3 Sagripanti JL, Bonifacino A. 2000. Cytotoxicity of liquid disinfectants. Surgical infections 1:3-14.
4 Ackerman SB et al. Toxicity testing for human in vitro fertilisation programs. J In Vitro Fert Embryo Transf, 1985. 2(3): p. 132-7.
5 Westerway SC et al. Endocavity ultrasound transducers: why high-level disinfection is necessary. Ultraschall Med. DOI: 10.1055/a-1168-6602, 2020
6 Nyhsen CM et al. (2017). Infection prevention and control in ultrasound – best practice recommendations from the European Society of Radiology Ultrasound Working Group. Insights Imaging 8 (6): 523-535.
7 French Ministry of Health issues guidance requiring disinfection of endocavitary ultrasound probes: https://solidarites-sante.gouv.fr/soins-et-maladies/qualite-des-soins-et-pratiques/securite/article/prevention-des-risques-d-infection-associes-a-l-utilisation-des-sondes-d.
8 Health Service Executive (HSE) Quality Improvement Division (2017). HSE guidance for decontamination of semi-critical ultrasound probes: semi-invasive and non-invasive ultrasound probes. Document: QPSD-GL-028-1.
9 Health Facilities Scotland, NHS National Services Scotland, Health Protection Scotland, March 2016. NHS Scotland guidance for decontamination of semi-critical ultrasound probes: semi-invasive and non-invasive ultrasound probes. Document: HPS/HFS Version 1.0.
10 Kollmann C, Salvesen K. (2017). Best practice recommendations for cleaning and disinfection of ultrasound transducers whilst maintaining transducer integrity. European Committee for Medical Ultrasound Safety (ECMUS).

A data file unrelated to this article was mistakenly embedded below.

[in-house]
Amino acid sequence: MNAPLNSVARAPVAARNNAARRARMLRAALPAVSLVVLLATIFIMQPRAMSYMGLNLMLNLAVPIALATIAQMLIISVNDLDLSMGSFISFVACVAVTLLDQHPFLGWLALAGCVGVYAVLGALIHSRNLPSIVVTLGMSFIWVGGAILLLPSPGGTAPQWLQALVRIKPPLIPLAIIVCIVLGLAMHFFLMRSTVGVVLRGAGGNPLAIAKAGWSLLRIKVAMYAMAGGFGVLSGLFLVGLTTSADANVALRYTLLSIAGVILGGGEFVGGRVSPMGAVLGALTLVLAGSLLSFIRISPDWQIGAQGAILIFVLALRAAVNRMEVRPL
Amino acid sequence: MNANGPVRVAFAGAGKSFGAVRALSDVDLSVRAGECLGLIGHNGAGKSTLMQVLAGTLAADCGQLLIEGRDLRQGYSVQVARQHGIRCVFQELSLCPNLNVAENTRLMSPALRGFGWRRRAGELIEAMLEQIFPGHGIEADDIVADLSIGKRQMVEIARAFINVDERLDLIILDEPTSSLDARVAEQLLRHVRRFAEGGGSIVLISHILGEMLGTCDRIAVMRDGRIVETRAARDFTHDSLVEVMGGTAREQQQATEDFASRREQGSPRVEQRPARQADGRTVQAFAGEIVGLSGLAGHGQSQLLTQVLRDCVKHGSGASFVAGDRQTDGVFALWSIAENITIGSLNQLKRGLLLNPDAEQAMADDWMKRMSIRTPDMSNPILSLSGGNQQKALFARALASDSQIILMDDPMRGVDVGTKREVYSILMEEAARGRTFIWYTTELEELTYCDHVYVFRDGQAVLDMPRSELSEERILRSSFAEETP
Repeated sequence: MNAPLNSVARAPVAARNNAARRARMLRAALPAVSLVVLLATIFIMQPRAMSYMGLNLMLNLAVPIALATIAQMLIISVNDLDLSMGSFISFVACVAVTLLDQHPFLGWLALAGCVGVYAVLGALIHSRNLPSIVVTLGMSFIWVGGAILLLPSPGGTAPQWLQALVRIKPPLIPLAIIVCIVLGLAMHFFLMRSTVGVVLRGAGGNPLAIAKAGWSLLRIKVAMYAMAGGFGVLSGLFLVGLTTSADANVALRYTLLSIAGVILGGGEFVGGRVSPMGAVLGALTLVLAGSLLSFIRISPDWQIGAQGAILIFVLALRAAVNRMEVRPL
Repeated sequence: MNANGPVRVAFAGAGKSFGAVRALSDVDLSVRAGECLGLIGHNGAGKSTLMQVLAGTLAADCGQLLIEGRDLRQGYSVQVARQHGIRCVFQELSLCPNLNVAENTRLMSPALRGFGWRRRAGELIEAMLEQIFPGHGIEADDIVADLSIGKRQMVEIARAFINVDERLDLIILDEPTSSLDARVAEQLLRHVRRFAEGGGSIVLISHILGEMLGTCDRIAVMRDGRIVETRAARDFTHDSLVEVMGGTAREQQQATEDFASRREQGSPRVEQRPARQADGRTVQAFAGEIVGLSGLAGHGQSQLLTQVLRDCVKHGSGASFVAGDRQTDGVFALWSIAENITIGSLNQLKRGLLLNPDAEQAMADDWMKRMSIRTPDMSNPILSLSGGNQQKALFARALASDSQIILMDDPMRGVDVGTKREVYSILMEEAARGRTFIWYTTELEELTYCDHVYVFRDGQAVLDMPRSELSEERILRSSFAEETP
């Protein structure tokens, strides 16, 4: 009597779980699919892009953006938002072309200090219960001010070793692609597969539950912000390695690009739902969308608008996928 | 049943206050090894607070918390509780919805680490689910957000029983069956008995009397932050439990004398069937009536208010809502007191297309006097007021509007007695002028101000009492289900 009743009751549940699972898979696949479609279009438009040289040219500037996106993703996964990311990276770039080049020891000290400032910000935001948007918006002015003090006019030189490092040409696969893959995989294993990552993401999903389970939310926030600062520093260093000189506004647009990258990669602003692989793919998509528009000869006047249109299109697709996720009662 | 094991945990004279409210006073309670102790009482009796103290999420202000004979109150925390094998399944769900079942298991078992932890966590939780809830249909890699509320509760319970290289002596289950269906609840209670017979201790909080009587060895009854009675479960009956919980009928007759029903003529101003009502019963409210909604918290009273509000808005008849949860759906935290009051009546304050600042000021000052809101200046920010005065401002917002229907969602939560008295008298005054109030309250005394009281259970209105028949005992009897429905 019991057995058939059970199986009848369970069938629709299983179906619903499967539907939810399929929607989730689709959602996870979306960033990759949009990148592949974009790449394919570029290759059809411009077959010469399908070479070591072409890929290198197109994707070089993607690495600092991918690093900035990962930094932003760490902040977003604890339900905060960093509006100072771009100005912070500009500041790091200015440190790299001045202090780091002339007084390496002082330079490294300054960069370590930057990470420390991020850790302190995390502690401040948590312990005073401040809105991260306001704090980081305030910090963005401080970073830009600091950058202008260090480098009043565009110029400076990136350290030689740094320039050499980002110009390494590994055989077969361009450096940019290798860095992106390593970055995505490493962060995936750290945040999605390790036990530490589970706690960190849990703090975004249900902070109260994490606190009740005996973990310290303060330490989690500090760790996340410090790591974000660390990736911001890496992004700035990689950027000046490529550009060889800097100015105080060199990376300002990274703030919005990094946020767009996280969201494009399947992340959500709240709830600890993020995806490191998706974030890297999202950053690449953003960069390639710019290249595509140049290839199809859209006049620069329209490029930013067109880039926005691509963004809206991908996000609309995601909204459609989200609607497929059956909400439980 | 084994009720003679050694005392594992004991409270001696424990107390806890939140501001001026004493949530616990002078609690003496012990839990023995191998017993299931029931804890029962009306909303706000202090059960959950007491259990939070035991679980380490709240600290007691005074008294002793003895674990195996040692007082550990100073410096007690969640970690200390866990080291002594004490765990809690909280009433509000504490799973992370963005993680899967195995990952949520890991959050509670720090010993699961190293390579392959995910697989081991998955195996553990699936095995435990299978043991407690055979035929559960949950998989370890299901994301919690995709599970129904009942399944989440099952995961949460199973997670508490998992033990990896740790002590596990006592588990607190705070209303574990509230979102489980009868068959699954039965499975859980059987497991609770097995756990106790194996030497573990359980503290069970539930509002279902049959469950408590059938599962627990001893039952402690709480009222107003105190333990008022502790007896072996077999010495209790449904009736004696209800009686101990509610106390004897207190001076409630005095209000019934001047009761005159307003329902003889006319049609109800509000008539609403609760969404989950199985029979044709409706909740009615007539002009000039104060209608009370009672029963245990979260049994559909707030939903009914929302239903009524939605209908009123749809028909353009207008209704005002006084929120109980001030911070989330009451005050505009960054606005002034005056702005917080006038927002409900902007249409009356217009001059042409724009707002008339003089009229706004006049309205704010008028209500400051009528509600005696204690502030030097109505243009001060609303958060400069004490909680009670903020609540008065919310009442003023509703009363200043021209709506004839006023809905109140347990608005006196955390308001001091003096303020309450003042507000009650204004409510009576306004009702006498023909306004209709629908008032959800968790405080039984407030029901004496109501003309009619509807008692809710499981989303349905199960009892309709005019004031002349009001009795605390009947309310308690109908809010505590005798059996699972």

11 Jacques S et al. (2017). Guidelines for cleaning transvaginal ultrasound transducers between patients. World Federation for Ultrasound in Medicine and Biology.
12 Bloc S et al. (2011). Evaluation of a new disinfection method for ultrasound probes used for regional anesthesia: ultraviolet C light. J Ultrasound Med. 2011 Jun;30(6):785-8. www.ncbi.nlm.nih.gov/pubmed/21632992
13 Pichon M et al. (2019). Decontamination of intravaginal probes infected by Human Papillomavirus (HPV) using UVC decontamination systems. J Clin Med, 8, 1776; doi:10.3390/jcm8111776.
14 Scott D et al. Risk of infection following semi-invasive ultrasound procedures in Scotland, 2010 to 2016: A retrospective cohort study using linked national datasets. Ultrasound 2018 Aug;26(3):168-177. doi: 10.1177/1742271X18774594.
15 Leroy S et al. (2014). Impact of vaginal-rectal ultrasound examinations with covered and low-level disinfected transducers on infectious transmissions in France. Infect Control Hosp Epidemiol 35(12): 1497-1504.
16 Casalegno et al. (2012). High Risk HPV Contamination of Endocavity Vaginal Ultrasound Probes: An Underestimated Route of Nosocomial Infection? PLOS ONE.
17 Meyers J et al. Susceptibility of high-risk human papillomavirus type 16 to clinical disinfectants. J Antimicrob Chemother. 2014;69(6):1546-50.
18 Meyers C, Milici J, Robison R. (2017). UVC radiation as an effective disinfectant method to inactivate human papillomaviruses. PLOS ONE 12 (10): e0187377